Loading Goats Onto A Trailer

By Terry Golson


Yesterday, the Goat Boys traveled to their new home in Maine. I transported them in my horse trailer.

My goats are skittish about new things and don’t like to be out-of-sight of their barn. They’ve lived in the backyard, without venturing beyond the fence, for many years.

How do you load goats into a trailer without stress or fear?

Start with a ten-year relationship of love, trust and comfort. (The Boys’ birthday is this Friday. They’ll be ten! They came to live with us when they were 9-weeks old.)

Put on their leashes. Just in case. They’re goats. There’s usually a “just in case.”

Have goats that know the sound of their absolutely, very favorite food, when it is rattled in the scoop.

Smile. Enjoy it. They’re goats. Everything that you do is an opportunity for enjoyment.

Ask them to follow you. They’ve been following you around for years.

Reward the forward movement, not the stopping.

 

Give the gimpy slow one tangible encouragement!

 

Use body language that is relaxed, but with purpose. Goats like that.

 

Let them look, but not for too long. You don’t want them to overthink it.

 

Go forward to the adventure! Even skittish goats are curious. They’ll be confident if you are.

 

Take a moment to appreciate that you’ve gotten this far. But then keep going!

 

When you’re in the trailer, get down on their level and celebrate.

 

Once you arrive at your destination, set yourself up for success. Notice that I’ve made a channel from the trailer to their new home. Where to go is obvious. Still, you want that grain scoop rattling in your hand. It’s goat marching music!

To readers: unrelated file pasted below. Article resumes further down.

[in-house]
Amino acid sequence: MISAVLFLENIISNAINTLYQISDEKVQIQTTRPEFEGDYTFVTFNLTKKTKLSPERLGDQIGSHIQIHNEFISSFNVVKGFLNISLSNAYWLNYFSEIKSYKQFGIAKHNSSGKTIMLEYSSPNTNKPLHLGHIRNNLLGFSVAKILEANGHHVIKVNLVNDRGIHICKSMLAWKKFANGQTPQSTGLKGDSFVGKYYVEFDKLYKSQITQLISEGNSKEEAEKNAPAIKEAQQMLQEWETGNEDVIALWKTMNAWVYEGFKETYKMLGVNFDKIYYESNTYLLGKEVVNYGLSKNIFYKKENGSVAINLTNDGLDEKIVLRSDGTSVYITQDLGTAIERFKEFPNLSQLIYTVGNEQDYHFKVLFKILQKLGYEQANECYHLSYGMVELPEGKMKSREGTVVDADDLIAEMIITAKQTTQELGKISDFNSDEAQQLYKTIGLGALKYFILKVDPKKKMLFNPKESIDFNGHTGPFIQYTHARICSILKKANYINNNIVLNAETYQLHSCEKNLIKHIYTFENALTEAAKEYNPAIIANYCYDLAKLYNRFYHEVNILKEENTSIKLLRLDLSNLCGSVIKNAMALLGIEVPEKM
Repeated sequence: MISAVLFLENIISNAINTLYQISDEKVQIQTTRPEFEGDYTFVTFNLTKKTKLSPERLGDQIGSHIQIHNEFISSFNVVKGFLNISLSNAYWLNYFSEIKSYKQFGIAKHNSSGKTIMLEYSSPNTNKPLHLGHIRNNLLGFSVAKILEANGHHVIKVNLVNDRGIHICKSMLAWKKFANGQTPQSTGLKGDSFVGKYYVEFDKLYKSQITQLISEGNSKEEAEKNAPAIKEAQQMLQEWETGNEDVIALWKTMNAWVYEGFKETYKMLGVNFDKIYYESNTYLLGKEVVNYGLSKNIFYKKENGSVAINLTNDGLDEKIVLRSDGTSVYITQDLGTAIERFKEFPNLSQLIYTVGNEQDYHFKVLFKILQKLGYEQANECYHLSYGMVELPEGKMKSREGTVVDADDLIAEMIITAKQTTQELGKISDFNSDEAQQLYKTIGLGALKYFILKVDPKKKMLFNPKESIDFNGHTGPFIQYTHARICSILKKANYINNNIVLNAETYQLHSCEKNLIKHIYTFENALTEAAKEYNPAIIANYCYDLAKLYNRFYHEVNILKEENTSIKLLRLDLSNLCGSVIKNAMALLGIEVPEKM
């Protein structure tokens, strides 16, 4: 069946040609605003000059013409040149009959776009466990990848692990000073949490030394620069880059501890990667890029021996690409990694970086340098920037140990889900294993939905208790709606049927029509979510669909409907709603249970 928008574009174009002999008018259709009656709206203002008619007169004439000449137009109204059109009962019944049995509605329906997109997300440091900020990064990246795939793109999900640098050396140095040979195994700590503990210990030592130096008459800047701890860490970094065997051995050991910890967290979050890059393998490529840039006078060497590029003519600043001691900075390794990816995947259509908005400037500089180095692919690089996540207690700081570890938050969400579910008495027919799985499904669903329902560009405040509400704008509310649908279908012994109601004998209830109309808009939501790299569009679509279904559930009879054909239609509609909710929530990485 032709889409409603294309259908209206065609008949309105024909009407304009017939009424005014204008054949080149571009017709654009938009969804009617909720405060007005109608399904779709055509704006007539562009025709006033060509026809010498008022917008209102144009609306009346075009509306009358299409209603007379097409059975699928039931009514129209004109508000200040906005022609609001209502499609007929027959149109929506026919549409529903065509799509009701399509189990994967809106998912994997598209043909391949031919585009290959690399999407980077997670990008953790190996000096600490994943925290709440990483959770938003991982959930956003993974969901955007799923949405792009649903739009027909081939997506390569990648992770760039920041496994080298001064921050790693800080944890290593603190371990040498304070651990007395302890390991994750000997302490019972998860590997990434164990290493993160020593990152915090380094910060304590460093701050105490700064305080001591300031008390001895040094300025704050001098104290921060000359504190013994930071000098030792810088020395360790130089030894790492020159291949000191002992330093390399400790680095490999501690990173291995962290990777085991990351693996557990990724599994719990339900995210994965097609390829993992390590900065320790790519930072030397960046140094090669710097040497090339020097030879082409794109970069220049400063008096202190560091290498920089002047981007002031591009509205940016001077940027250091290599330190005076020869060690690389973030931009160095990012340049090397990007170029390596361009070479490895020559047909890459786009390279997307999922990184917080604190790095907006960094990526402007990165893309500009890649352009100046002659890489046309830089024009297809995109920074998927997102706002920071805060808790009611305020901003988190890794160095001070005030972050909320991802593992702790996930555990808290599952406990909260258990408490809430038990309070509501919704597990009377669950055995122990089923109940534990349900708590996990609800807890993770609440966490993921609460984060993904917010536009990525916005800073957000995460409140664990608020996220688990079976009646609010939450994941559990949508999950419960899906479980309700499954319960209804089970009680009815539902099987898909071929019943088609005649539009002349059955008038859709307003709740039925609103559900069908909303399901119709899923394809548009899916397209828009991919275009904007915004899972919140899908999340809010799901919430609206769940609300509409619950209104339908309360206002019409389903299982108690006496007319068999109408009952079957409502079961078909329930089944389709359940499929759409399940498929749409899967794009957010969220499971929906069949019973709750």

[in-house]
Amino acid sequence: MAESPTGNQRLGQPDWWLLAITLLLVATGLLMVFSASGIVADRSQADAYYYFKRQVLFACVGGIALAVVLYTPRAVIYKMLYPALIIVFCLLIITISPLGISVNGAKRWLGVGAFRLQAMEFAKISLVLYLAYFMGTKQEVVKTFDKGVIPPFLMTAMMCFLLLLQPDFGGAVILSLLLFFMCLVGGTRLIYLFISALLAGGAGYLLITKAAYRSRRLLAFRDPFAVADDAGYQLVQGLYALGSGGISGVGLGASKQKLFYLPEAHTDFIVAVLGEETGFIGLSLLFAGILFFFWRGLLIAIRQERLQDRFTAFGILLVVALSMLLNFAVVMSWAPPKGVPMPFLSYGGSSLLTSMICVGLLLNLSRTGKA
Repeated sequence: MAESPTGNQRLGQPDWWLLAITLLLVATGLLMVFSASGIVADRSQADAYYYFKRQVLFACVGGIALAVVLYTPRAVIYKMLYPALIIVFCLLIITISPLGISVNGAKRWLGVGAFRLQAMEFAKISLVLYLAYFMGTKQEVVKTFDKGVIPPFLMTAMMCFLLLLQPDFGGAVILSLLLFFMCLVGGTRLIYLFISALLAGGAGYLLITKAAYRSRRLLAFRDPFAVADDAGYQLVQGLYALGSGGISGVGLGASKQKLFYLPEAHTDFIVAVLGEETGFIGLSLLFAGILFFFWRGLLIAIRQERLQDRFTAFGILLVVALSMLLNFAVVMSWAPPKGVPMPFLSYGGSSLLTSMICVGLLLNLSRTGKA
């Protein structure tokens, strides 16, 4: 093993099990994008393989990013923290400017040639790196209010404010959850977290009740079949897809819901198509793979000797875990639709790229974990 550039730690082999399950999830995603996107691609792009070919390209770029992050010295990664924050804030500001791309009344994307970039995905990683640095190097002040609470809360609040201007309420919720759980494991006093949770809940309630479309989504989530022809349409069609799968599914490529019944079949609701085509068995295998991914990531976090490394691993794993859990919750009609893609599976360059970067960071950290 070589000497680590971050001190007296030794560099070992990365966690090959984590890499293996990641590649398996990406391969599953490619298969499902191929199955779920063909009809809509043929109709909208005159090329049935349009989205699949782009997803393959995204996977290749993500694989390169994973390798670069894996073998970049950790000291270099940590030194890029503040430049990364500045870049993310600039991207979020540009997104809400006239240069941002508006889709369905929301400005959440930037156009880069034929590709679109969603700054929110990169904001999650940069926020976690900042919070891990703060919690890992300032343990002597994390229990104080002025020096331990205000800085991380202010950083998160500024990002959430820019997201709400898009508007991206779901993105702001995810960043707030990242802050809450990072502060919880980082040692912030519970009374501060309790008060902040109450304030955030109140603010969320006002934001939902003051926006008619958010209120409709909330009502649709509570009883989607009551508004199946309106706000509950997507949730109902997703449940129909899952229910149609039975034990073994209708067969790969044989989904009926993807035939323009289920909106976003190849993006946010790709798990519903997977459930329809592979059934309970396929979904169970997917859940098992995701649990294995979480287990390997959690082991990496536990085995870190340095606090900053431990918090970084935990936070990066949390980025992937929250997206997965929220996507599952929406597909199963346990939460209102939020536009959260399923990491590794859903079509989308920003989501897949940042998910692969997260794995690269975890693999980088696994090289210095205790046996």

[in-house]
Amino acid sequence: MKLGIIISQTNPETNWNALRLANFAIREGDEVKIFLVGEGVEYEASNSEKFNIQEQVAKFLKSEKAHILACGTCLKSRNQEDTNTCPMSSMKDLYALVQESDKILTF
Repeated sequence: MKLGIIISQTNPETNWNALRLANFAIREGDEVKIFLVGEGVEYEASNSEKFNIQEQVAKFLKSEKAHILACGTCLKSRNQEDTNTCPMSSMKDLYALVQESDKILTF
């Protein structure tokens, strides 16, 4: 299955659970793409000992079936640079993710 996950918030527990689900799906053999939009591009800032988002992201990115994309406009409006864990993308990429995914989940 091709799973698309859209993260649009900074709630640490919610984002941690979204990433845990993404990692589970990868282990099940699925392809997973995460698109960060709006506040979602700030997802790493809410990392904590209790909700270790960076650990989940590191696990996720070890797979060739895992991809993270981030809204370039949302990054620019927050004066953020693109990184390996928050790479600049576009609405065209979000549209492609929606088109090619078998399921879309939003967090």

Once in, hang out. Let them settle while you’re still in view.

 

I knew that Pip and Caper would be okay when the guinea hens came over to check things out. Guinea hens are sentries and yell when they see something new on their property. Pip and Caper were only surprised, but not panicked, when the guineas honked at them. The boys took a look, and then turned to eat the excellent hay that this place has. The goats say that hay quality determines the rating of a hotel. This one gets five stars.

Satisfied that the Goat Boys would be fine without their security blanket, i.e. me, I left.

Reports are that they have already helped the farmer man with his tools when he hung their feeders. I think that Pip and Caper are going to enjoy Noisy Farm.


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18 thoughts on “Loading Goats Onto A Trailer

  • Cynthia Metivier

    What an exciting adventure. I wish your whole family, people and animals, only the best. Maine is a nice New England state.

  • Durbin Goodwin

    When I die, I want to come back as either your horse or your goats. The care you give your animals touches my heart with happiness. Ten minutes down the road, then visiting will be so easy. Looks like things are really shaping up well for this new adventure. Have you completely moved to Maine now? What is the story on Phoebe?